Diets are a waste of time
Research shows that if your body mass index (BMI) is over 35, dieting is ineffectual. Your obesity has become chronic and the prospects of lasting weight loss are very poor indeed.
If your BMI is over 35, you’ve been diagnosed with diabetes, and you are over 40 years old, you may be eligible for an obesity operation. This operation aims to bypass most of the stomach and small intestine, sending food directly down the colon. The results are striking: patients lose some 60 or 70 per cent of their excess weight.
An unintended side-effect is that patients are also cured of type 2 diabetes in just 24 hours. “We don’t know why this happens,” says Michael Taulo Lund from XLAB at the Faculty of Health Sciences, and so is carrying out a research project to monitor a group of obese patients before and after the operation. He wants to explain how this surgery affects an otherwise incurable disease.
Obesity weakens the effect of insulin
“The vast majority of type 2 diabetics are overweight,” explains Michael Taulo Lund. “The insulin needed to guide the blood sugar into the muscles begins to work badly when you are heavily overweight. As long as there is too much sugar in the blood after a meal, which is of course how we define diabetes, the pancreas must slave away in an attempt to direct the sugar into the muscles, tissue and organs. If this situation is not regulated, the pancreas finally gives up and is unable to produce insulin any longer. Once that happens, it becomes less likely that obesity surgery will be able to cure the patient’s diabetes. But if the operation is carried out before that stage is reached, in no time at all the patient is almost always cured of diabetes”.
How the body reacts to insulin during weight loss
“We are monitoring morbidly obese patients with and without diabetes,” continues Michael Taulo Lund. “This will tell us whether there is a difference in the way their bodies react to the operation”.
“We know that losing weight helps type 2 diabetics. But obese diabetics are cured of type 2 diabetes so soon after surgery that they have not yet started losing weight. What is the explanation for this? Fundamentally, what is it that gives them normal blood sugar levels?”
“We have observed that the operation means that they begin to secrete more of the digestive tract hormone GLP1 after meals, and this affects the satiety centre in the brain while stimulating the pancreas to produce insulin. This happens immediately after the operation. Then the patient begins to lose weight too, and his or her body needs less insulin, while becoming more sensitive to it. That at any rate is my hypothesis and is what we are now going to investigate”.
“Researchers know that the obese and overweight are generally insulin-resistant. Even though they may not actually have diabetes yet, there is a kind of resistance to insulin in their muscle cells. Muscle is also not the only thing that affects insulin sensitivity. Fatty tissue does so too, for reasons as yet unknown.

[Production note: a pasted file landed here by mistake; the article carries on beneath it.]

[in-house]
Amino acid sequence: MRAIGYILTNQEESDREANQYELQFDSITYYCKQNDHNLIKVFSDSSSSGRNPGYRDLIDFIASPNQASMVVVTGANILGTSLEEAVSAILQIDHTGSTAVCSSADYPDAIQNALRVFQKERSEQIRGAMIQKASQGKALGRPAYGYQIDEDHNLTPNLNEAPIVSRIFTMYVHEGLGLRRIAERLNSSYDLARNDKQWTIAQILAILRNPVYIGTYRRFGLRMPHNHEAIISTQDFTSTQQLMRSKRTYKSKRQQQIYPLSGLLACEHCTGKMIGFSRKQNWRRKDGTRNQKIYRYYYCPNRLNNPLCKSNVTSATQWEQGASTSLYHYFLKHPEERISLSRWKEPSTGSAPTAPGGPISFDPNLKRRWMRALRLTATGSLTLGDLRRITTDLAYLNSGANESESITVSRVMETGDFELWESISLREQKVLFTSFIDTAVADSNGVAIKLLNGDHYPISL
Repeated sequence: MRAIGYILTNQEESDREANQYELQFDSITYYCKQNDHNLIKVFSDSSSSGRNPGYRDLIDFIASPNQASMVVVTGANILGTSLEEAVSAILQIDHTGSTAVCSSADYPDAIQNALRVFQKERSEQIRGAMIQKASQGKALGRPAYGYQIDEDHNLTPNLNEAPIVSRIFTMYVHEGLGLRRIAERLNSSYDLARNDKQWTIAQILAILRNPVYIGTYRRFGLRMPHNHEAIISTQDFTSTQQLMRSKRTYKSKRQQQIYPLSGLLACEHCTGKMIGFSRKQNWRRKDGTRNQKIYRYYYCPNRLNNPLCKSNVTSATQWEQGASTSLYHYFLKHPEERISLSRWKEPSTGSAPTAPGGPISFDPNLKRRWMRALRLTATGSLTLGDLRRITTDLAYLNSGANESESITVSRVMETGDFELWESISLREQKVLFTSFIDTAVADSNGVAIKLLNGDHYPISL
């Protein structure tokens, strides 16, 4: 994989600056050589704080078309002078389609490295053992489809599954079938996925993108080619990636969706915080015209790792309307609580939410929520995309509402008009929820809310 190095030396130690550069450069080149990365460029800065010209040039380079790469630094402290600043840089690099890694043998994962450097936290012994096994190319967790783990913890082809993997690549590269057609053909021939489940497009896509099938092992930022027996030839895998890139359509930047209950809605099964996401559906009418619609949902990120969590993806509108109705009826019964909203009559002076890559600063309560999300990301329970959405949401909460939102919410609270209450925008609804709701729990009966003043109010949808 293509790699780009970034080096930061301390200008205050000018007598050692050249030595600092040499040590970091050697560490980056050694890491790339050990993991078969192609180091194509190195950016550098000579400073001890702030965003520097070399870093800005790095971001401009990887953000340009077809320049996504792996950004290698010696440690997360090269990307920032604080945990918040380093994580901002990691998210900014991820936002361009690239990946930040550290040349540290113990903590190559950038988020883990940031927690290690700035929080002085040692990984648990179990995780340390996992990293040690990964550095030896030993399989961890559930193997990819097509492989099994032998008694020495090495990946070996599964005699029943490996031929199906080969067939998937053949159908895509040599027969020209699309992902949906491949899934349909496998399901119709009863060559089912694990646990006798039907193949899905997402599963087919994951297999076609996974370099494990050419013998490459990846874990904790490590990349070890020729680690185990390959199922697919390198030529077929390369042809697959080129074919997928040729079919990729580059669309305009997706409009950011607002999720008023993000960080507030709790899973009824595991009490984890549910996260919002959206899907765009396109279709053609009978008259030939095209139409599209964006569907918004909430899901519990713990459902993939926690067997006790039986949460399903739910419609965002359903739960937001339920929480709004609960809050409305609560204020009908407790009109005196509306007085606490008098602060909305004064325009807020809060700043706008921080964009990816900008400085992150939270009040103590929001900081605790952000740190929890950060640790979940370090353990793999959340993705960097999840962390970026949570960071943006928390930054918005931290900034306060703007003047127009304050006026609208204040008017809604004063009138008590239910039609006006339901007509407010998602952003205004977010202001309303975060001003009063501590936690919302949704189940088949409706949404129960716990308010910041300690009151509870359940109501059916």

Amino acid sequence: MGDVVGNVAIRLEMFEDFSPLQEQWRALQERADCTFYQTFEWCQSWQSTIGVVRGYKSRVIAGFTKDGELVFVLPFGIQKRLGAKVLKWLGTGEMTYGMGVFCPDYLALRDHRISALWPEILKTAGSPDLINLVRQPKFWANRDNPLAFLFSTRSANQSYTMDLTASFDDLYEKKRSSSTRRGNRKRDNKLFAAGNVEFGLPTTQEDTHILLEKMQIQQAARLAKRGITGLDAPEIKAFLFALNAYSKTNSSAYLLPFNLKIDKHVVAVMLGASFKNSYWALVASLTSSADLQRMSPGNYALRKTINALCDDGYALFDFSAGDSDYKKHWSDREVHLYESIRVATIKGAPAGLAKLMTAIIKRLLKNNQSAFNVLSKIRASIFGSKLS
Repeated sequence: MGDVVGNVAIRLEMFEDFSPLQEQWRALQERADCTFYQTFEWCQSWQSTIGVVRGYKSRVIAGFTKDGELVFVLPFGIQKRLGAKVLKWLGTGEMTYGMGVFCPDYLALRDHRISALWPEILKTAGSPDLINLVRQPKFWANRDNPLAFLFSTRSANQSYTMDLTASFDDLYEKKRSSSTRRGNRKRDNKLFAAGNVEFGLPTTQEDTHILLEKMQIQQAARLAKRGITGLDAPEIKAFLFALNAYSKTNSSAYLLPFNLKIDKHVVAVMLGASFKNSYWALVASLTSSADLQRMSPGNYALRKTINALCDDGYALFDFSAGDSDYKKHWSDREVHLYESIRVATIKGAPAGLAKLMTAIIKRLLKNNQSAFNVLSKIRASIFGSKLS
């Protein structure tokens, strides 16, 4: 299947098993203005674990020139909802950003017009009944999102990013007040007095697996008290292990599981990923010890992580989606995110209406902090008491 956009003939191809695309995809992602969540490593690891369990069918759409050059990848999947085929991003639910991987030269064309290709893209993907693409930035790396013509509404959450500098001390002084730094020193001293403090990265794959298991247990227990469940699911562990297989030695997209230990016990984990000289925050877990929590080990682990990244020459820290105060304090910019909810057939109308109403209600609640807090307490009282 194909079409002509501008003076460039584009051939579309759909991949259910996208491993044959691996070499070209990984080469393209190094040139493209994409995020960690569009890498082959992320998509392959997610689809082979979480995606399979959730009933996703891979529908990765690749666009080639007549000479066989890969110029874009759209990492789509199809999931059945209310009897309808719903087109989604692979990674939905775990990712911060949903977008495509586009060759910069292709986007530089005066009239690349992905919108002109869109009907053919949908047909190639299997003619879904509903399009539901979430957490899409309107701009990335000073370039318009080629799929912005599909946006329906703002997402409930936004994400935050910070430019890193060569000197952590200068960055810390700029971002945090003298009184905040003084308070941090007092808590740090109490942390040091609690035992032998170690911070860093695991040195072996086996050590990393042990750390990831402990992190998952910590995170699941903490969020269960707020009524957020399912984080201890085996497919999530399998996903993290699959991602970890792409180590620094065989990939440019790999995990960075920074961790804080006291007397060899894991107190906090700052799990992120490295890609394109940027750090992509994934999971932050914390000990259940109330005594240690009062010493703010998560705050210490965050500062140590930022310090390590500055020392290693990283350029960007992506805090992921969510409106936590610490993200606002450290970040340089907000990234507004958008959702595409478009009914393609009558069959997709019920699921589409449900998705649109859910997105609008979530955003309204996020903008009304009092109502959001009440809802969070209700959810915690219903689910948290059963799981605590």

“There is often inflammation in fatty tissue in the obese. We are also investigating the adipokines associated with systematic inflammation in fatty tissue. Perhaps it is these adipokines that affect the ability of the muscles to react to insulin? Or perhaps the reaction to insulin is because overweight patients have more fat in their muscle tissue?”
“We will also study the mitochondria: these are the engines that power the cells. We intend to take muscle biopsies from experimental subjects with diabetes and subjects without diabetes to see whether the mitochondria work more or less efficiently. Is there a difference in the way they function dependent on or the extent to which you have diabetes or not? Some studies indicate that there is a difference to the mitochondria in the muscle cells.”
The research study
“The study, for each patient, will last approx. 1½ years, while the entire research investigation is expected to take 3 years. We will start when the patients have been approved for surgery and have agreed to take part in our study. We interview the subjects and carry out the initial measurements and tests. Then we see them again just before surgery, when they will have lost 8 per cent of their body weight. This is a requirement for the study in order to reduce some of the fat from the liver, which is otherwise so large that it covers the stomach entirely. Then we do the second round of tests and measurements.”
“These procedures have been carried out in other studies too. What is new about ours is that we will see them again 4 months after the operation when they have lost 10 to 15 kilograms and continue to lose weight. They will still have an energy deficit at this point and we are interested in investigating how this affects the body compared to their weight loss prior to the operation. Are there any differences?”
“We then see the patients for the last time 1 – 1½ years after surgery when they report that they have stopped losing weight. We will be able to see whether surgical weight loss is as good as weight loss through dieting or exercise and how the process has affected their ability to diet and exercise. Have the cells in their bodies changed in some way, and if so, why?” Michael Taulo Lund explains that one reason why it is so hard to lose weight by dieting may be that your body becomes more efficient when you have an energy deficit, something the body perceives as starvation.”
About the study
The study is entitled GASMITO – Metabolic effects of bariatric surgery: Studies in morbidly obese with or without type 2 diabetes. Besides Michael Taulo Lund, PhD supervisor Professor Flemming Dela is participating in the project as is Associate Professor Jørgen Wulff Helge and Post Doctoral Student Martin Mogens (both from XLAB), Professor Karsten Bech from the departments of surgery at Køge and Roskilde Hospitals, and Consultant Michael Støckel from the Bariatric Center.